Review Tamil

Valimai review: Ajith Kumar, Huma Qureshi shine in predictable film that is sustained by outstanding action sequences

Release Date: 24 Feb 2022 / Rated: U/A / 02hr 58min


Cinestaan Rating

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Haricharan Pudipeddi

With a bloated three-hour runtime, the movie needlessly tries to pander to the masses by devoting a lot of time to family melodrama.

Filmmaker H Vinoth and Ajith Kumar after impressing audiences with Nerkonda Paarvai (2019), a Tamil remake of Pink (2016) — have gone all out to come up with a banger of an action flick that’s fun while it lasts.

Purely from an action standpoint, Valimai is a treat for the senses as some sequences really stand out. But apart from these, there’s hardly anything that keeps you invested, despite an earnest performance from Ajith. In essence, it’s a film where the action supersedes the largely predictable story.

Ajith plays assistant commissioner of police (ACP) Arjun, who lives with his family in Madurai. He’s introduced as the people’s cop who has an unblemished record and is sensitive about taking lives. Meanwhile, in Chennai, the police department has failed miserably in its multiple attempts to hunt down an outlaw biker gang that uses unemployed youths to pull off major crimes which include theft, drug peddling and contract killings.

When the city commissioner feels helpless and hopes for a miracle, Arjun arrives and immediately takes up the case. In no time, he figures out the gang's modus operandi and as he begins to connect the dots to find out who’s pulling the strings, we get introduced to the mastermind. Kartikeya plays the leader of the gang, a biker with no scruples whatsoever. The rest of the story is about the face-off between the lead characters.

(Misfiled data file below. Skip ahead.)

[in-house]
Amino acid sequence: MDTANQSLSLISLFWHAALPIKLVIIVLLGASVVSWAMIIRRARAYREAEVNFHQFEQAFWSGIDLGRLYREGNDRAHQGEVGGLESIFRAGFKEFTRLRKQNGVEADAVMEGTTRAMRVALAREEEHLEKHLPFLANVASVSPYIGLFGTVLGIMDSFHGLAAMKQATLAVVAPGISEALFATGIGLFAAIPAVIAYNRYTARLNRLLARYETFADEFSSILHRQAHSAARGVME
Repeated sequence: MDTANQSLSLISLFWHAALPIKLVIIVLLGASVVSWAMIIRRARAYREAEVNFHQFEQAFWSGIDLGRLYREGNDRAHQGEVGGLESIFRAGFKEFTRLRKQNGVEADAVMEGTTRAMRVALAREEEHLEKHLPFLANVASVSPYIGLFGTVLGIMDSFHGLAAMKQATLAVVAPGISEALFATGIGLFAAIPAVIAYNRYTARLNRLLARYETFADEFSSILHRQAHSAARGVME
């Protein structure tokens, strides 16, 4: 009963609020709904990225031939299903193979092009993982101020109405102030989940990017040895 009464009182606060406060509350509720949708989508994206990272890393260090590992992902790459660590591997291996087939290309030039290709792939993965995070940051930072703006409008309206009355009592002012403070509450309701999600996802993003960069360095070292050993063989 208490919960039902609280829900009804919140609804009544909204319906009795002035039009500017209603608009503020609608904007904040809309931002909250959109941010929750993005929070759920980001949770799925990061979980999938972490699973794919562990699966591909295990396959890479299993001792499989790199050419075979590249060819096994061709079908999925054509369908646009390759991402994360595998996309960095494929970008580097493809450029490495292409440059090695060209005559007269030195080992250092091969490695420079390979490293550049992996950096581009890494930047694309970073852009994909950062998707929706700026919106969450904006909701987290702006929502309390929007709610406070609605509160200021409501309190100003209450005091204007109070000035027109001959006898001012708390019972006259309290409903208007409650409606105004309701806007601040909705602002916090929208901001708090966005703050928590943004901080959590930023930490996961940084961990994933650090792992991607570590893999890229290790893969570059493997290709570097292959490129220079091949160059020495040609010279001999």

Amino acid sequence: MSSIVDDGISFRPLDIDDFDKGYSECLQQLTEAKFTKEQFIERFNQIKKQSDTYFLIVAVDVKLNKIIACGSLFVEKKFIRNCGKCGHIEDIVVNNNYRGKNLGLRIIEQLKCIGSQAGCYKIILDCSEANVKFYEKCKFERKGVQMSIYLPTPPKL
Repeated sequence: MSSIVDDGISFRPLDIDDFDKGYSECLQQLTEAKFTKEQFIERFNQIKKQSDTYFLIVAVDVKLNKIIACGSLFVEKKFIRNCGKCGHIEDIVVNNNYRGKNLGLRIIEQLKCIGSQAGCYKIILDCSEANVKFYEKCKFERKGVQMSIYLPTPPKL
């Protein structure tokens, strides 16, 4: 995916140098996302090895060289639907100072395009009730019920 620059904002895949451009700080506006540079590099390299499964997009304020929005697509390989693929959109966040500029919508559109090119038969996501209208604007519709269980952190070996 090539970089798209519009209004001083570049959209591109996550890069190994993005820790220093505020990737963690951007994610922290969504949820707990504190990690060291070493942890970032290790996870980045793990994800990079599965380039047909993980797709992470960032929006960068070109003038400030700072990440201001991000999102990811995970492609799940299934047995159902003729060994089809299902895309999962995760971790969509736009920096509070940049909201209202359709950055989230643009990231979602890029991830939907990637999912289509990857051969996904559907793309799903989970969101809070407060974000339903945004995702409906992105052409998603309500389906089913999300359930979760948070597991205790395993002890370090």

Valimai is a predictable and at times exhausting film about a fearless cop bringing down a gang singlehandedly. The differentiating factor is that the film uses action to its advantage and rides on the adrenaline rush those sequences deliver.

Every time the film dips in its narration and monotony seeps through, an action sequence comes to the rescue. This is a film that involves a lot of chase sequences and each scene leaves you on the edge of your seat. A 15-20-minute chase sequence at the beginning of the second half is unarguably one of the best moments of the film. 

When you’re not watching the action unfold on screen in Valimai, there isn’t much happening in the movie. With a bloated three-hour runtime, the film wastes a lot of time on the characters that Arjun considers his family. The film could’ve definitely done away with a lot of melodrama to keep the narration tighter.

When it comes to the supporting cast, Huma Qureshi shines in a role in which she gets to do some action as well. Kartikeya as the antagonist is an interesting choice but his character isn’t fleshed out well. Ajith, as stated above, is earnest and it’s good to see him do some hardcore bike and car stunts.

Valimai would’ve been a cracker of a film if it solely focused on providing action thrills. It needlessly tries to pander to the masses by bringing in the family angle, which is the film’s biggest drawback. 

 

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